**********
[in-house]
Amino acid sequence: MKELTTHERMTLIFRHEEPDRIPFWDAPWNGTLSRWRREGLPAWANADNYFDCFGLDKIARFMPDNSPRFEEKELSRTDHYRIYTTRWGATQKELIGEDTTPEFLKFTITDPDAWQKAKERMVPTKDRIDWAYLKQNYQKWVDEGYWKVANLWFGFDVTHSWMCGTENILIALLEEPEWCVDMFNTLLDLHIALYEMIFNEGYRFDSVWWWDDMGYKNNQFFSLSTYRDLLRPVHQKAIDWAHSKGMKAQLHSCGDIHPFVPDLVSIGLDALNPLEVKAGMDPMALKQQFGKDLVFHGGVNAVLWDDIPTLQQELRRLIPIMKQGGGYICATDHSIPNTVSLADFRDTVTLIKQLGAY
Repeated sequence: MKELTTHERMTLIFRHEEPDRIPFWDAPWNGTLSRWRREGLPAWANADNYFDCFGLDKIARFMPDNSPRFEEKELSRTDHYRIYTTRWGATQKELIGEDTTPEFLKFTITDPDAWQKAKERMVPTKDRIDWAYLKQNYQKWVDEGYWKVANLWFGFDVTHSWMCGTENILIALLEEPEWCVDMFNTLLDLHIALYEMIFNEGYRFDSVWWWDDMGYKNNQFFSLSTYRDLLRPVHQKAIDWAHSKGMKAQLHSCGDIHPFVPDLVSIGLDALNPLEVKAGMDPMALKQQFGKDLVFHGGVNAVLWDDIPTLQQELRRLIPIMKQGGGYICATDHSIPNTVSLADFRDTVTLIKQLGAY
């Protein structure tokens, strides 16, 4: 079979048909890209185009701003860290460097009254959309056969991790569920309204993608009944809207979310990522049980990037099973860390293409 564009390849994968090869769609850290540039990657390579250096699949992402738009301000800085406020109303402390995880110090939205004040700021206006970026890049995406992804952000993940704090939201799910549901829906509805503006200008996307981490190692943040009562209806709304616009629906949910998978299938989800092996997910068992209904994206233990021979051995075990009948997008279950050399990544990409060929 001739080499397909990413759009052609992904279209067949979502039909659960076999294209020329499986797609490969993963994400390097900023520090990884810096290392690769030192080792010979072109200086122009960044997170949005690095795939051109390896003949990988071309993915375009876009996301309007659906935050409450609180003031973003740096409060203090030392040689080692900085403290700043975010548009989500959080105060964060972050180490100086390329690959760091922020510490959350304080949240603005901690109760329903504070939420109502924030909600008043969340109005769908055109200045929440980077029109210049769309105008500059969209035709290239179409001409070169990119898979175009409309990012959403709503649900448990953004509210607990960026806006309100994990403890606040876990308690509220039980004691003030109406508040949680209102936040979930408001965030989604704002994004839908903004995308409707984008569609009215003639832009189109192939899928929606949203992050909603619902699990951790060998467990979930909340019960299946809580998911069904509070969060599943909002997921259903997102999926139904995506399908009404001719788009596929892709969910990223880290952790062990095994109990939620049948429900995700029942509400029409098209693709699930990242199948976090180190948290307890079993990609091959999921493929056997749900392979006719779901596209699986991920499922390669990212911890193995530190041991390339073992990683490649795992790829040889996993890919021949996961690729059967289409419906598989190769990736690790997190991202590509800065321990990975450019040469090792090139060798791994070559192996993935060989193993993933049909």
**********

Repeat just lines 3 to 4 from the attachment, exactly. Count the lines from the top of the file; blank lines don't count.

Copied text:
Repeated sequence: MKELTTHERMTLIFRHEEPDRIPFWDAPWNGTLSRWRREGLPAWANADNYFDCFGLDKIARFMPDNSPRFEEKELSRTDHYRIYTTRWGATQKELIGEDTTPEFLKFTITDPDAWQKAKERMVPTKDRIDWAYLKQNYQKWVDEGYWKVANLWFGFDVTHSWMCGTENILIALLEEPEWCVDMFNTLLDLHIALYEMIFNEGYRFDSVWWWDDMGYKNNQFFSLSTYRDLLRPVHQKAIDWAHSKGMKAQLHSCGDIHPFVPDLVSIGLDALNPLEVKAGMDPMALKQQFGKDLVFHGGVNAVLWDDIPTLQQELRRLIPIMKQGGGYICATDHSIPNTVSLADFRDTVTLIKQLGAY
């Protein structure tokens, strides 16, 4: 079979048909890209185009701003860290460097009254959309056969991790569920309204993608009944809207979310990522049980990037099973860390293409 564009390849994968090869769609850290540039990657390579250096699949992402738009301000800085406020109303402390995880110090939205004040700021206006970026890049995406992804952000993940704090939201799910549901829906509805503006200008996307981490190692943040009562209806709304616009629906949910998978299938989800092996997910068992209904994206233990021979051995075990009948997008279950050399990544990409060929 001739080499397909990413759009052609992904279209067949979502039909659960076999294209020329499986797609490969993963994400390097900023520090990884810096290392690769030192080792010979072109200086122009960044997170949005690095795939051109390896003949990988071309993915375009876009996301309007659906935050409450609180003031973003740096409060203090030392040689080692900085403290700043975010548009989500959080105060964060972050180490100086390329690959760091922020510490959350304080949240603005901690109760329903504070939420109502924030909600008043969340109005769908055109200045929440980077029109210049769309105008500059969209035709290239179409001409070169990119898979175009409309990012959403709503649900448990953004509210607990960026806006309100994990403890606040876990308690509220039980004691003030109406508040949680209102936040979930408001965030989604704002994004839908903004995308409707984008569609009215003639832009189109192939899928929606949203992050909603619902699990951790060998467990979930909340019960299946809580998911069904509070969060599943909002997921259903997102999926139904995506399908009404001719788009596929892709969910990223880290952790062990095994109990939620049948429900995700029942509400029409098209693709699930990242199948976090180190948290307890079993990609091959999921493929056997749900392979006719779901596209699986991920499922390669990212911890193995530190041991390339073992990683490649795992790829040889996993890919021949996961690729059967289409419906598989190769990736690790997190991202590509800065321990990975450019040469090792090139060798791994070559192996993935060989193993993933049909």